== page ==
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The Voice for Mining Family Day is back on Sunday April 4, with the Newcastle Knights once again donning hi-vis mining jerseys to celebrate the mining industry.

The Voice for Mining Family Day brings together thousands of miners and their families and rugby league supporters to celebrate the contribution the mining industry makes to our communities.

It’s a day that stirs all sorts of emotions, like pride, excitement and inspiration. For former NSW and Newcastle Knights captain Kurt Gidley, pulling on the replica hi-vis mining jersey for the first time in 2014 was one of the more emotional days of his career.

Gidley, whose brother Matthew also won an NRL premiership with the Newcastle club in 2001, has a strong connection with the rugby league community and the mining industry.

His father Geoff drove coal trains between Narrabri and the Port of Newcastle for almost 30 years. And his brother Adam also worked in rail for a decade. So the connection to those hi-vis colours during his playing days was strong. 

And eight years after captaining the Newcastle Knights to their first win in hi-vis, he is reflecting on how much it meant to him, his family, and Newcastle Knights fans in the Hunter Valley and across Northern NSW.

Kurt Gidley, proudly playing in the hi-vis mining jersey

“I remember my first impressions when I drove in. The big pieces of mining equipment were a real eye opener, seeing them up close. And running out of the tunnel and seeing all the hi-vis. It was exciting and there was a great deal of expectation, but they are great memories,” he said. 

“It was a totally different scene from what we would normally see, and it was a real show of unity from our supporters, people who are proud to work in the mining industry.

“I felt a great deal of responsibility on Voice for Mining round. I have a lot of mates and former teammates that have worked in and around mining and I really wanted to represent everyone. I wanted to play tough and resilient like people who work in the industry… and I wanted them to be proud of my performance and the team’s performance.”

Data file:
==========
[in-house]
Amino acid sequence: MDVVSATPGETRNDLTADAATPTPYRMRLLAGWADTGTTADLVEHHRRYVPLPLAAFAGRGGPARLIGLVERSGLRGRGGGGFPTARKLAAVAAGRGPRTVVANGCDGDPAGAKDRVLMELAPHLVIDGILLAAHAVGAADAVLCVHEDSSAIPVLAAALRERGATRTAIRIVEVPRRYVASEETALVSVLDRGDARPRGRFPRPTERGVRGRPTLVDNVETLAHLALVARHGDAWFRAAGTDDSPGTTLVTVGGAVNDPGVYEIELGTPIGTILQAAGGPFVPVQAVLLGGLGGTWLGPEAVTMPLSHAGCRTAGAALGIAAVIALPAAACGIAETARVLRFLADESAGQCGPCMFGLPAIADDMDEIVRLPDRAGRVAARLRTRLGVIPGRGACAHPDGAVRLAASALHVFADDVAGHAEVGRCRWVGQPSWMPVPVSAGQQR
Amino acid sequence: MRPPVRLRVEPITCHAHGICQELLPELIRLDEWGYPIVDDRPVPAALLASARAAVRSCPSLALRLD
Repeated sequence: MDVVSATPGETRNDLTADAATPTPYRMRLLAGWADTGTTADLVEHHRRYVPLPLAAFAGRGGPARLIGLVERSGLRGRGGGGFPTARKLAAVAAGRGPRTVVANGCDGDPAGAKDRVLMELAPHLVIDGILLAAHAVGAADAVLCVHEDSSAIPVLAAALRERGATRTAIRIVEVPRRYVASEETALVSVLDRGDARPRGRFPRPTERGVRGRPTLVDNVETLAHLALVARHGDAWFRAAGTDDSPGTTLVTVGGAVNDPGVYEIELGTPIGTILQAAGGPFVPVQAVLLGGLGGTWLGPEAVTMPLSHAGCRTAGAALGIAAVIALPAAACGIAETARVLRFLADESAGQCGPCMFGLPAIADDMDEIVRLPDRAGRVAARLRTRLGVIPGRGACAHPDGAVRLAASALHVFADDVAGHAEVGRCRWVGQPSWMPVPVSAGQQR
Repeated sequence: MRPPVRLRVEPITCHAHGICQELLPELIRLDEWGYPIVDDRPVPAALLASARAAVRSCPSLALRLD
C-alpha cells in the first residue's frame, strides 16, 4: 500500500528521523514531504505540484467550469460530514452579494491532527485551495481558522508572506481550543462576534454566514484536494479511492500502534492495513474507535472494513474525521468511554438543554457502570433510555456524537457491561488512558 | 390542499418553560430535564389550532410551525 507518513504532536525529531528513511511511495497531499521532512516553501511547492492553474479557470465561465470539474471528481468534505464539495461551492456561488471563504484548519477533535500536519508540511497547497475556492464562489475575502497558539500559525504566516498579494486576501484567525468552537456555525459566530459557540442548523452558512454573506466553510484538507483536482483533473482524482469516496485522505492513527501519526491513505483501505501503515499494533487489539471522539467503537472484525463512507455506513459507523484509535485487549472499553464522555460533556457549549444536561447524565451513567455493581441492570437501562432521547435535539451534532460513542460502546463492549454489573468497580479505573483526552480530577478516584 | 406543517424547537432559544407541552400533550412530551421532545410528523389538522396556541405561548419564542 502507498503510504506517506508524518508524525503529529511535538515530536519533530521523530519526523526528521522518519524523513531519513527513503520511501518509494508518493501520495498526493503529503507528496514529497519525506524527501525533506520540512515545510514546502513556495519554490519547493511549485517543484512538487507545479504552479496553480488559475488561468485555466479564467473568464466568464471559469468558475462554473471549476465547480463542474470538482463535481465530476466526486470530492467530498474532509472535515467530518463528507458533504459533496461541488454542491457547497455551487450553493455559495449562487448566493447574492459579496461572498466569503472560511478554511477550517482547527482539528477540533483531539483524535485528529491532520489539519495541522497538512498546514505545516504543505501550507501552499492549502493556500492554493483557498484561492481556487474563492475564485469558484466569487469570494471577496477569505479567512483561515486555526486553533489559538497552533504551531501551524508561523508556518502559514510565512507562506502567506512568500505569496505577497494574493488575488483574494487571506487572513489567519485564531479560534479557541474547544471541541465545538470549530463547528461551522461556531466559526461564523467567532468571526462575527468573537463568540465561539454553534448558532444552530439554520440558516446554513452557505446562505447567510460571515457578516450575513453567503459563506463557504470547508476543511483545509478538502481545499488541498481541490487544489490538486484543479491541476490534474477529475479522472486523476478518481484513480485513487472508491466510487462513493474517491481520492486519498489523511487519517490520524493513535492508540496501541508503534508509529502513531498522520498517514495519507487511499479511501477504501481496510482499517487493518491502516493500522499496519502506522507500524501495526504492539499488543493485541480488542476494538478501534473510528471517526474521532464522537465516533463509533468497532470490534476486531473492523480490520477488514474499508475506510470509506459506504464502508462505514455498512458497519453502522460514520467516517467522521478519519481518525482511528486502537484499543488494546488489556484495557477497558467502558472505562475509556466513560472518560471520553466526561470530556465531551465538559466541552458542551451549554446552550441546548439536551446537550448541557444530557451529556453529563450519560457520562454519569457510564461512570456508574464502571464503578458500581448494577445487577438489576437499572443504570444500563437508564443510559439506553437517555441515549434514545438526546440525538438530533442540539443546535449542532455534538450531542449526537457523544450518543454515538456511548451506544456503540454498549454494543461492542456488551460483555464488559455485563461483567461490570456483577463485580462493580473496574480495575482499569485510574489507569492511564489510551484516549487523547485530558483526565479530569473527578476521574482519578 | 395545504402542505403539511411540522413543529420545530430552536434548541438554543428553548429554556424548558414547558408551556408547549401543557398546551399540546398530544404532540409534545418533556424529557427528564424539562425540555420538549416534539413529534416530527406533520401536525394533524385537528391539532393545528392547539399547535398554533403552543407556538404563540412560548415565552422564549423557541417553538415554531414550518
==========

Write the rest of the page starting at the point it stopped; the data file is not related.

That overriding emotion is something that the current players connect with too, including star fullback Kalyn Ponga whose father Andre has worked in mining in NSW.

“My old fella is tough and that’s exactly what the jersey is. He’s hard working, he’s dedicated and when we put that jersey on, that’s what we want to be,” Kalyn said.

“Before we run out, that’s probably the first thing we talk about, look around the room, look at what you’re wearing. Not only that, look in the stands and the people of Newcastle are hardworking. I think everyone that knows Newcastle knows that. When we put this jersey on, we want to do them proud.”

Kurt was the first player to captain the team in mining hi-vis, giving the annual game and the jersey even more meaning. Gidley tells us that he didn’t speak to his Dad a lot about his work when he was younger, but he knows the sacrifices he made and how hard he worked for his family.   

“I think it would have brought him a lot of pride to have his son playing in the hi-vis. It’s something that resonated with my Dad in the industry he worked in,” Kurt said.

“He was always really proud of me and my brothers when we were playing footy. But I think that day, maybe a little more as he sat there in his hi-vis vest and seeing me running out and captaining the team, it would have been a bit emotional.

“It was emotional for me. I’m always passionate and emotional before every game. I was representing my family – my Dad, my brother Adam who worked at Pacific National for ten years. It stirred some emotion for me personally, but I think it resonated with the rest of the team too that it was more than just a normal game.

“There will always be a strong connection there because we represent the Hunter region, and I’m sure in the future we will continue to see the sons of coal miners coming into the team.”

– The biggest win for the Knights in mining hi-vis was a 45-12 win against the Dragons in Mudgee in 2019.
– Club try scoring record holder Akuila Uate has the most tries in hi-vis (6) including a hattrick in the first Voice for Mining Family Day game in 2014.
– The club record attendance for Voice for Mining Family Day at McDonald Jones Stadium was 26,822 in 2013.
– The most exciting finish in hi-vis came against the Tigers in Tamworth in 2018 when Shaun Kenny-Dowell scored in the corner in the 77th minute to seal a 2-point win.
– Kalyn Ponga’s father Andre is one of many people connected to the club that have worked in the NSW mining industry.
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